DOL faces challenges gathering data on injury and illness rates for meat and poultry workers because of underreporting and inadequate data collection. For example, workers may underreport injuries and illnesses because they fear losing their jobs, and employers may underreport because of concerns about potential costs. Another data gathering challenge is that DOL only collects detailed data for those injuries and illnesses that result in a worker having to take days away from work. These detailed data do not include injuries and illnesses such as musculoskeletal disorders that result in a worker being placed on work restriction or transferred to another job. Further, DOL does not have complete injury and illness data on meat and poultry sanitation workers because they may not be classified in the meat and poultry industry if they work for contractors. Federal internal control standards require agencies to track data to help them make decisions and meet their goals. These limitations in DOL's data collection raise questions about whether the federal government is doing all it can to collect the data it needs to support worker protection and workplace safety.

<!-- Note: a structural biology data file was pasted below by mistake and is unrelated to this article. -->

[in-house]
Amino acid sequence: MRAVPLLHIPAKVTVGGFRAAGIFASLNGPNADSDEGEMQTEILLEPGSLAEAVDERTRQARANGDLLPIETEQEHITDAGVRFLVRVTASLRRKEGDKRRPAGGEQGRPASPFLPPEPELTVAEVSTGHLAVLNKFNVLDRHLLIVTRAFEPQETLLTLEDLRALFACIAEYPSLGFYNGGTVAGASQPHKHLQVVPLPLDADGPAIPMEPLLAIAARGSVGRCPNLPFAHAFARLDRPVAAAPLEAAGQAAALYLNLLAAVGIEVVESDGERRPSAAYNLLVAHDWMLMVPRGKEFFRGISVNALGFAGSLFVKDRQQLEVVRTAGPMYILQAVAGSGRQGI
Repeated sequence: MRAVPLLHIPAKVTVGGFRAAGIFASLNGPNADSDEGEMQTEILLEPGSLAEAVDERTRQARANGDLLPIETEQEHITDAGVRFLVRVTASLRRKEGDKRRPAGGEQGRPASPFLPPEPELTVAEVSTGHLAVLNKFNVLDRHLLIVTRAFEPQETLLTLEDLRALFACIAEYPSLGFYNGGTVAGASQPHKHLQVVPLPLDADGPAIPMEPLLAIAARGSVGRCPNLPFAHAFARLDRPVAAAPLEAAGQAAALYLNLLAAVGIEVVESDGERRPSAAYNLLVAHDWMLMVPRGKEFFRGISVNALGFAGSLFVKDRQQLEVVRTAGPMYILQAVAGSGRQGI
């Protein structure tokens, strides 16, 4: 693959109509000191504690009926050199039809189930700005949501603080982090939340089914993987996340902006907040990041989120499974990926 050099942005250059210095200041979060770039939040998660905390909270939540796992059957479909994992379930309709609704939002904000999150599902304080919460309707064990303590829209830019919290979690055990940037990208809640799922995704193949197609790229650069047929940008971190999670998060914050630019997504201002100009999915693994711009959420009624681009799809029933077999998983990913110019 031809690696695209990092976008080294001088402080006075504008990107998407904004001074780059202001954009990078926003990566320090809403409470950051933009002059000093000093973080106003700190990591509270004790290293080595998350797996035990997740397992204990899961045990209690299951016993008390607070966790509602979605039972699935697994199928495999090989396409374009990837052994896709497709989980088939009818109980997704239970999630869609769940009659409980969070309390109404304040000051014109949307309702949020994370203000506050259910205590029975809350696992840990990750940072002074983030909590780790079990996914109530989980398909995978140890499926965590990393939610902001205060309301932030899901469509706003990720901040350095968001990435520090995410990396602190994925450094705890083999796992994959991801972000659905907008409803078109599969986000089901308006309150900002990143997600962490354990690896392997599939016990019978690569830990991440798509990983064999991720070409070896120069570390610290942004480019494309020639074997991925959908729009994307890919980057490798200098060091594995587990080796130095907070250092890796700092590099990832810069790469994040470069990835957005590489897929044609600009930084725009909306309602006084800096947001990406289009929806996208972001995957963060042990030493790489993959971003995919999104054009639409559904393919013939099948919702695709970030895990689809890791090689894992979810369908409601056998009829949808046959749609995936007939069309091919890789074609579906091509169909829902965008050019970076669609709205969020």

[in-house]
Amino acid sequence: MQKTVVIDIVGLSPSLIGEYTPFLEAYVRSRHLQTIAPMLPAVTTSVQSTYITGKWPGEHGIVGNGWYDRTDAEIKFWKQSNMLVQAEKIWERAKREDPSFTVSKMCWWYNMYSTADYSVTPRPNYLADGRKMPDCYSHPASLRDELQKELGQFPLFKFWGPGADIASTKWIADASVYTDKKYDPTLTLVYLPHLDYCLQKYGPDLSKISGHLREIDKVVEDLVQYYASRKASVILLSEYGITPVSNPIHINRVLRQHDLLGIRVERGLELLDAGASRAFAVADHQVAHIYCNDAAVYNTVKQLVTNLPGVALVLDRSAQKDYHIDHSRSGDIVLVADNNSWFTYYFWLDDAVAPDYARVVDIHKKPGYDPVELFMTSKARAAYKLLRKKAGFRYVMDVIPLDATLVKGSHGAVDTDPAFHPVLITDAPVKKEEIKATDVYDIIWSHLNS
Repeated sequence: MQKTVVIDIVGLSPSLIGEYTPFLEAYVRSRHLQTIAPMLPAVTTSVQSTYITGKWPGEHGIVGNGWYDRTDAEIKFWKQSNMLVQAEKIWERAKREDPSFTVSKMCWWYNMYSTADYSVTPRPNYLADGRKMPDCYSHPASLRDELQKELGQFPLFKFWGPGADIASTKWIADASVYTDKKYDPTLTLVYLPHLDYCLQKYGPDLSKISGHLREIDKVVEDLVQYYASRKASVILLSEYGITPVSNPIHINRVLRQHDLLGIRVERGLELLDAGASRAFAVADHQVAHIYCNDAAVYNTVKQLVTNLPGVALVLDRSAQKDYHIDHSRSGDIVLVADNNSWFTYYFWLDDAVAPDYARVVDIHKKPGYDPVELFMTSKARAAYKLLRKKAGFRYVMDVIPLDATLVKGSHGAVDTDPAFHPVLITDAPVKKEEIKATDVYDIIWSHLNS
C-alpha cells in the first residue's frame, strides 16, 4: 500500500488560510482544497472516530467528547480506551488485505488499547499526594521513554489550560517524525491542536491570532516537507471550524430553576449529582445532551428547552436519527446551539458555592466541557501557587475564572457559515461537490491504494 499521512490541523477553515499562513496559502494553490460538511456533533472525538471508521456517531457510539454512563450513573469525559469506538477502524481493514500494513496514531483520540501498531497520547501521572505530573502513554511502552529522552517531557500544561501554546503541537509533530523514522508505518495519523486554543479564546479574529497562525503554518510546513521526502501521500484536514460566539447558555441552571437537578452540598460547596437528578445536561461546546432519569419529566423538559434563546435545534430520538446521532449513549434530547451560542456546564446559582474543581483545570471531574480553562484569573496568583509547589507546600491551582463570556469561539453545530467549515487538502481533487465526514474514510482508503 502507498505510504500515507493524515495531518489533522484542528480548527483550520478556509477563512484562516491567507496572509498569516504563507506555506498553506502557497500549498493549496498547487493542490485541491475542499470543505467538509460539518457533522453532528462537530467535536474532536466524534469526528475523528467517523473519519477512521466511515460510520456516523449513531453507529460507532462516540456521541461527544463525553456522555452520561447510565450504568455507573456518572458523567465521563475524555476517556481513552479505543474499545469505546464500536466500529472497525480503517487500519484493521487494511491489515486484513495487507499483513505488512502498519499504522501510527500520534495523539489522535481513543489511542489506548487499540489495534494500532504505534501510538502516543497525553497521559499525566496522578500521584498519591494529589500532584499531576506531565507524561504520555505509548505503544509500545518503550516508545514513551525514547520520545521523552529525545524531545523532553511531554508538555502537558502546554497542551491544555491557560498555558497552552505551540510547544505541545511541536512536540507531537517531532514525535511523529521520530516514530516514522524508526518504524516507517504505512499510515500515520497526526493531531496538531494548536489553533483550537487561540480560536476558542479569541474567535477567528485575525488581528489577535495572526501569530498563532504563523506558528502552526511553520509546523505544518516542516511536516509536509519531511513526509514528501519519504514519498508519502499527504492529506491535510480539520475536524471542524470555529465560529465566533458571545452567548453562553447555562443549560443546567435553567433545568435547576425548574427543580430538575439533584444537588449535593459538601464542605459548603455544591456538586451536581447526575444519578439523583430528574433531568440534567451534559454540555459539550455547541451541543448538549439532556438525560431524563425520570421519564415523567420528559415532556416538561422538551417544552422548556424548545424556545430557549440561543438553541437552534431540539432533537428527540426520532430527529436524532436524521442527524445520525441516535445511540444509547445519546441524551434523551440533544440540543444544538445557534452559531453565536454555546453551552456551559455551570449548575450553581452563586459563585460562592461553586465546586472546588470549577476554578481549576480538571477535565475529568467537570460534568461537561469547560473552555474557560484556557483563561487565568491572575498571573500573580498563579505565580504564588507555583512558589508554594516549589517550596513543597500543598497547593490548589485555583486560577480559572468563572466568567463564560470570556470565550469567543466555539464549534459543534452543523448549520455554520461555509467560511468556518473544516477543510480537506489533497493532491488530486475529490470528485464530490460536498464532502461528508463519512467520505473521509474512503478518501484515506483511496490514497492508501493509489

Why GAO Did This Study
DOL is responsible for gathering data on workplace injuries and illnesses, including those in the meat and poultry industry, where workers may experience injuries and illnesses such as sprains, cuts, burns, amputations, repetitive motion injuries, and skin disorders. GAO was asked to examine developments since its 2005 report, which found this industry was one of the most hazardous in the United States and that DOL data on worker injuries and illnesses may not be accurate, and recommended that DOL improve its data collection.